Sir Simon Stevens took aim at “dubious ‘wellness’ products and dodgy procedures” available from various online sources, saying the ease with which claims can spread on the web has put misinformation “on steroids”.
“Quacks, charlatans and cranks” are exploiting people’s health concerns through fake news spread online by the wellness industry, he warned in a speech in Oxford.
The chief executive of NHS England said consumers are risking their health and wasting their money by buying into “too-good-to-be-true remedies”.
The NHS chief said: “Fresh from controversies over jade eggs and unusually scented candles, Goop has just popped up with a new TV series, in which Gwyneth Paltrow and her team test vampire facials and back a ‘bodyworker’ who claims to cure both acute psychological trauma and side-effects by simply moving his hands two inches above a customer’s body.
“Gwyneth Paltrow’s brand peddles ‘psychic vampire repellent’ (27 US dollars); says ‘chemical sunscreen is a bad idea’; and promotes colonic irrigation and DIY coffee enema machines, despite them carrying considerable risks to health and NHS advice clearly stating there is ‘no scientific evidence to suggest there are any health benefits associated with colonic irrigation’.”
Sir Simon was speaking in An Oxford Conversation at the Sheldonian Theatre.
He continued: “While fake news used to travel by word of mouth – and later the Caxton press – we all know that lies and misinformation can now be round the world at the touch of a button – before the truth has reached for its socks, never mind got its boots on.
“Myths and misinformation have been put on steroids by the availability of misleading claims online.
“While the term ‘fake news’ makes most people think about politics, people’s natural concern for their health, and particularly about that of their loved ones, makes this particularly fertile ground for quacks, charlatans, and cranks.”
Sir Simon also said there is a concerning wealth of misinformation around established treatments.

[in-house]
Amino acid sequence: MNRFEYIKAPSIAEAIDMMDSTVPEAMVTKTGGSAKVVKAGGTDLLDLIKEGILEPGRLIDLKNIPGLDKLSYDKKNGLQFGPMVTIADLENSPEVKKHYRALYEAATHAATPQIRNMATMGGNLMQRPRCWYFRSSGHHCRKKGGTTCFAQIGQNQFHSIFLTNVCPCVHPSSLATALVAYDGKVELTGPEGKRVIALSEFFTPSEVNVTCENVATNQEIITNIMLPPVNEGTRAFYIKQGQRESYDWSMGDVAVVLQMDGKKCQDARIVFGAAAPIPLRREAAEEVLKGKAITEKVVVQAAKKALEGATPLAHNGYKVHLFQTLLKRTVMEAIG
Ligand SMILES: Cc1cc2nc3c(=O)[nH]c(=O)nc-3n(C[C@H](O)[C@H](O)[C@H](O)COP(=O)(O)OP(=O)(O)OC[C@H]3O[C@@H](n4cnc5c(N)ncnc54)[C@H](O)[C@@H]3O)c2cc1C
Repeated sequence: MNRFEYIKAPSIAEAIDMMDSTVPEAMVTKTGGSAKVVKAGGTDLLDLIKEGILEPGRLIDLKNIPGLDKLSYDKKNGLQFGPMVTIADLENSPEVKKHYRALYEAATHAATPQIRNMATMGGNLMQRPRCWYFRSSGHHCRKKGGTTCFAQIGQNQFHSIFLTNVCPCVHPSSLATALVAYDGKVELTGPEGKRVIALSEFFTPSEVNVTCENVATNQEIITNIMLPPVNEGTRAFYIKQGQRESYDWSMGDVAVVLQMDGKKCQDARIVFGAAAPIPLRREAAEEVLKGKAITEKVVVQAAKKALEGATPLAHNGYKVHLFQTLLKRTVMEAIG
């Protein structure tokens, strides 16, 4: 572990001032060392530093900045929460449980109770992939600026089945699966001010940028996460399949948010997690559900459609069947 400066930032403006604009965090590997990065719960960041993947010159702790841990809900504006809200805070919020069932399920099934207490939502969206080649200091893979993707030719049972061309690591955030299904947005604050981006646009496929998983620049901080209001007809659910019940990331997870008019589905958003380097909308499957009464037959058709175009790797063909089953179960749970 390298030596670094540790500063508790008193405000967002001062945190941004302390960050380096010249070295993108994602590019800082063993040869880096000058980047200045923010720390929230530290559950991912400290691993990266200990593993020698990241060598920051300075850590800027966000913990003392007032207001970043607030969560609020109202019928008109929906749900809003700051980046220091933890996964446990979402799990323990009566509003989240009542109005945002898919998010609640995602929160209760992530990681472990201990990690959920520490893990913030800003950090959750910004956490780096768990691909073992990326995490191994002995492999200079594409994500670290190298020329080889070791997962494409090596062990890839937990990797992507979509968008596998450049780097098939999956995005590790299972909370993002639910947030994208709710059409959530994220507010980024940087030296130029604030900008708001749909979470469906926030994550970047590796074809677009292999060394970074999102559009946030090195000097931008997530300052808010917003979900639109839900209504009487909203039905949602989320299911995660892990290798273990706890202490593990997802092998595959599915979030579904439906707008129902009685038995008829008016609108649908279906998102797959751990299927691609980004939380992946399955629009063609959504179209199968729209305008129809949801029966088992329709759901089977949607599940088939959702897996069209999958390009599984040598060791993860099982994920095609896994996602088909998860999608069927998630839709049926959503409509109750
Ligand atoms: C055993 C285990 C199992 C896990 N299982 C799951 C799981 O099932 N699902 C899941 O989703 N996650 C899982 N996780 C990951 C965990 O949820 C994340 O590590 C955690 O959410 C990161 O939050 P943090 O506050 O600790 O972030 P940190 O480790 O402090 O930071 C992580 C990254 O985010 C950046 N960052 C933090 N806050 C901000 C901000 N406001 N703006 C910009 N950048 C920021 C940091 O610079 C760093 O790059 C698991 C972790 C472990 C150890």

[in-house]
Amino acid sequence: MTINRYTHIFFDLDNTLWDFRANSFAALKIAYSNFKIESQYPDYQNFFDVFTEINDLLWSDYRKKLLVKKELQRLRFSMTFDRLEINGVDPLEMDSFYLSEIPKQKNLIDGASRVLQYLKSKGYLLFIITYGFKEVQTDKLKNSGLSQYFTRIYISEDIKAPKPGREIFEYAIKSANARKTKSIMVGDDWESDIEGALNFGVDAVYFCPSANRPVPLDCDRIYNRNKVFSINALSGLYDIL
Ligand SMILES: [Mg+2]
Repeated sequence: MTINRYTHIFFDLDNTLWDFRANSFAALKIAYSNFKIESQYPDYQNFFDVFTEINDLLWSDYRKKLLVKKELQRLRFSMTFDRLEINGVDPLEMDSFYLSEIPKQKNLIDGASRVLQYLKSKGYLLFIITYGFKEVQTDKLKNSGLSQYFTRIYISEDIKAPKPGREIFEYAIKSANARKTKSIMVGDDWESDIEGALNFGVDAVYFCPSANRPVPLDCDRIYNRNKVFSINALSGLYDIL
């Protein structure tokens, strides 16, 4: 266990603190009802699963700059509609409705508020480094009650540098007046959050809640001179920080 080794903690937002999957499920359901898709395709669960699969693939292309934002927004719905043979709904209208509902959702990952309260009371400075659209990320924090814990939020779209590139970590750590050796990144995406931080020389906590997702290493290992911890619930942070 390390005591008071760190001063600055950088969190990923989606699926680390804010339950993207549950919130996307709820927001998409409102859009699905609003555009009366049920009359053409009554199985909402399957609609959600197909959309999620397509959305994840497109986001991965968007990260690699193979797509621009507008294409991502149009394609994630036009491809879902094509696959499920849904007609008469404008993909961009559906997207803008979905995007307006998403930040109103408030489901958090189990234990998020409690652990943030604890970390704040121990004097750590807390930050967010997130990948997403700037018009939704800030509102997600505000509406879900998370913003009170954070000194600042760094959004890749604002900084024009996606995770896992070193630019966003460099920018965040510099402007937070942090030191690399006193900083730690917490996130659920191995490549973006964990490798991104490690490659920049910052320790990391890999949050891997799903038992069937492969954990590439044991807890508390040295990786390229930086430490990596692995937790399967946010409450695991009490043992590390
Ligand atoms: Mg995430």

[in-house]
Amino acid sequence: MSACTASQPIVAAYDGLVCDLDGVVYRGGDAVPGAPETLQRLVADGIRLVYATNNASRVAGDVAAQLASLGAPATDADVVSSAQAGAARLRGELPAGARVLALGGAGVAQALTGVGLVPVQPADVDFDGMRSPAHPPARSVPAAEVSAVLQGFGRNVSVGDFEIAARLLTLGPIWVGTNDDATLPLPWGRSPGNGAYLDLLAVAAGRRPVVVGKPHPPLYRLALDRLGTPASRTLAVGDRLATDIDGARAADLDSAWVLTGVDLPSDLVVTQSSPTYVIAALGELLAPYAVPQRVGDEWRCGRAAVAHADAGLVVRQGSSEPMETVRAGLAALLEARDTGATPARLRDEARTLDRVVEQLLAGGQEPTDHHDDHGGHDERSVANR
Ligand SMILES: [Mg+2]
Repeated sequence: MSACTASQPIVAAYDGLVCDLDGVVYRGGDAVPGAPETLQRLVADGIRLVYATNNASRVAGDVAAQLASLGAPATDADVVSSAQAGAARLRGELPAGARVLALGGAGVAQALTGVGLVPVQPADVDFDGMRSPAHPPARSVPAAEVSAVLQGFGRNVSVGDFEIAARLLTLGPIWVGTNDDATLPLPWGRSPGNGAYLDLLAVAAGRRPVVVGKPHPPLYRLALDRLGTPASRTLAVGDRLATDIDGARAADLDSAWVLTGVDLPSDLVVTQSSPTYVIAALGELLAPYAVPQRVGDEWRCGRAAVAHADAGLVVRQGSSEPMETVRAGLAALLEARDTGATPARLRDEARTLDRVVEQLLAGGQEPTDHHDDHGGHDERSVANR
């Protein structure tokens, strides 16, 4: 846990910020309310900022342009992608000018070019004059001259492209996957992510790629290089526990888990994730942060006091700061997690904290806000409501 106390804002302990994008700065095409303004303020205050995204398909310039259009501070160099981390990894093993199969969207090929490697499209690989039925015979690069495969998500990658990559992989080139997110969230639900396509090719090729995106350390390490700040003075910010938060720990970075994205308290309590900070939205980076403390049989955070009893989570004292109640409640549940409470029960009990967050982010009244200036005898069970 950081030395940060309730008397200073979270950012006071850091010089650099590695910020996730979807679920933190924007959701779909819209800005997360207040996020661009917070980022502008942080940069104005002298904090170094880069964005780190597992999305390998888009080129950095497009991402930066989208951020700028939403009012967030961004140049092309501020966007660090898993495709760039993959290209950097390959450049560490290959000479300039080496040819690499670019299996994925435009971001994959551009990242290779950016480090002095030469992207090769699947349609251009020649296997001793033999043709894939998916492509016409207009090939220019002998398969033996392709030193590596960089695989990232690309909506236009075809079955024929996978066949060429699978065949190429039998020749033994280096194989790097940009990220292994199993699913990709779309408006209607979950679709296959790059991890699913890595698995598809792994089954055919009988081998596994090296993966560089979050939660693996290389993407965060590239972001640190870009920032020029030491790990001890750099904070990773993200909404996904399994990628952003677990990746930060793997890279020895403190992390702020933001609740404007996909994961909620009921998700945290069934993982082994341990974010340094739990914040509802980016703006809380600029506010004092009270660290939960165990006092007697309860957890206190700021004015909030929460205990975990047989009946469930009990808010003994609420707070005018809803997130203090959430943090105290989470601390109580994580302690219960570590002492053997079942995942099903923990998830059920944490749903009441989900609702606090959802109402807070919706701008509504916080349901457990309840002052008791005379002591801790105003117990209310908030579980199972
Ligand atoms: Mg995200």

He said Russian social media bots and anti-vax lies have undermined public faith in life-saving vaccines and spawned current health burdens.
Last year, the UK lost its measles elimination status, along with three other European countries.
At the time, the World Health Organisation said misinformation about vaccines was as contagious and dangerous as the diseases it helps to spread.
And social media company Pinterest vowed only to provide evidence-based information from leading health experts to its users in a bid to tackle false claims.
A Goop spokesman said: “Goop takes efficacy and product claims very seriously. With the editorial and commercial aspects of our business, we sometimes approach different topics from different points of view.
“On the editorial side, we are transparent when we cover emerging topics that may be unsupported by science or may be in early stages of review.
“When products are available for retail sale, we have a robust legal and compliance team that works closely with our science and research group to vet product claims.
“We are proud of our procedures and internal protocols and we are constantly evolving to ensure our approach is best in class.
“We applaud the important work that NHS does, and often take our cues from the UK standard.
“For example, in the case of chemical sunscreens that the NHS cited in their speech, the US bans only 11 personal care ingredients while over 1,000 are banned in the UK. It’s for that reason we recommend non-toxic sunscreens.”